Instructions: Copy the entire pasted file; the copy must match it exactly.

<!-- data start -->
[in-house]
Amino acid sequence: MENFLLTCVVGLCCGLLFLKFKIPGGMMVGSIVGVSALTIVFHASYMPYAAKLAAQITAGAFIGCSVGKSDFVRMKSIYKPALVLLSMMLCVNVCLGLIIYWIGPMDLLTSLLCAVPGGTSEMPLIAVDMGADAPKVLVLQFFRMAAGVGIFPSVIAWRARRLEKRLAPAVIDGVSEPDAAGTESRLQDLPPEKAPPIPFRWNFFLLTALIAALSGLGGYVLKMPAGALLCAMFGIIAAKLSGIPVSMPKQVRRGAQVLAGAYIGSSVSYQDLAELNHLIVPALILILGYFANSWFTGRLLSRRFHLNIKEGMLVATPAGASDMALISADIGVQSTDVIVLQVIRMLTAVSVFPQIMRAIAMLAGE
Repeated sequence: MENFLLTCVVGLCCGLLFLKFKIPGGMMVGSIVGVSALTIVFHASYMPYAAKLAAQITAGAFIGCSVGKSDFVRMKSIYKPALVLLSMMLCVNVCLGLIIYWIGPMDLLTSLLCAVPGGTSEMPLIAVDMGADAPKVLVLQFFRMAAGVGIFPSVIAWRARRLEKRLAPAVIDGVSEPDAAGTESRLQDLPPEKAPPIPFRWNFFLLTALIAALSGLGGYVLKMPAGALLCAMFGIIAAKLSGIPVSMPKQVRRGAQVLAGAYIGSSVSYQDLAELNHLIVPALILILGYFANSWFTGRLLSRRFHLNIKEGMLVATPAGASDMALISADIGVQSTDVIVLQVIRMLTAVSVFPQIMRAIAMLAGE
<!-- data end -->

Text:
[in-house]
Amino acid sequence: MENFLLTCVVGLCCGLLFLKFKIPGGMMVGSIVGVSALTIVFHASYMPYAAKLAAQITAGAFIGCSVGKSDFVRMKSIYKPALVLLSMMLCVNVCLGLIIYWIGPMDLLTSLLCAVPGGTSEMPLIAVDMGADAPKVLVLQFFRMAAGVGIFPSVIAWRARRLEKRLAPAVIDGVSEPDAAGTESRLQDLPPEKAPPIPFRWNFFLLTALIAALSGLGGYVLKMPAGALLCAMFGIIAAKLSGIPVSMPKQVRRGAQVLAGAYIGSSVSYQDLAELNHLIVPALILILGYFANSWFTGRLLSRRFHLNIKEGMLVATPAGASDMALISADIGVQSTDVIVLQVIRMLTAVSVFPQIMRAIAMLAGE
Repeated sequence: MENFLLTCVVGLCCGLLFLKFKIPGGMMVGSIVGVSALTIVFHASYMPYAAKLAAQITAGAFIGCSVGKSDFVRMKSIYKPALVLLSMMLCVNVCLGLIIYWIGPMDLLTSLLCAVPGGTSEMPLIAVDMGADAPKVLVLQFFRMAAGVGIFPSVIAWRARRLEKRLAPAVIDGVSEPDAAGTESRLQDLPPEKAPPIPFRWNFFLLTALIAALSGLGGYVLKMPAGALLCAMFGIIAAKLSGIPVSMPKQVRRGAQVLAGAYIGSSVSYQDLAELNHLIVPALILILGYFANSWFTGRLLSRRFHLNIKEGMLVATPAGASDMALISADIGVQSTDVIVLQVIRMLTAVSVFPQIMRAIAMLAGE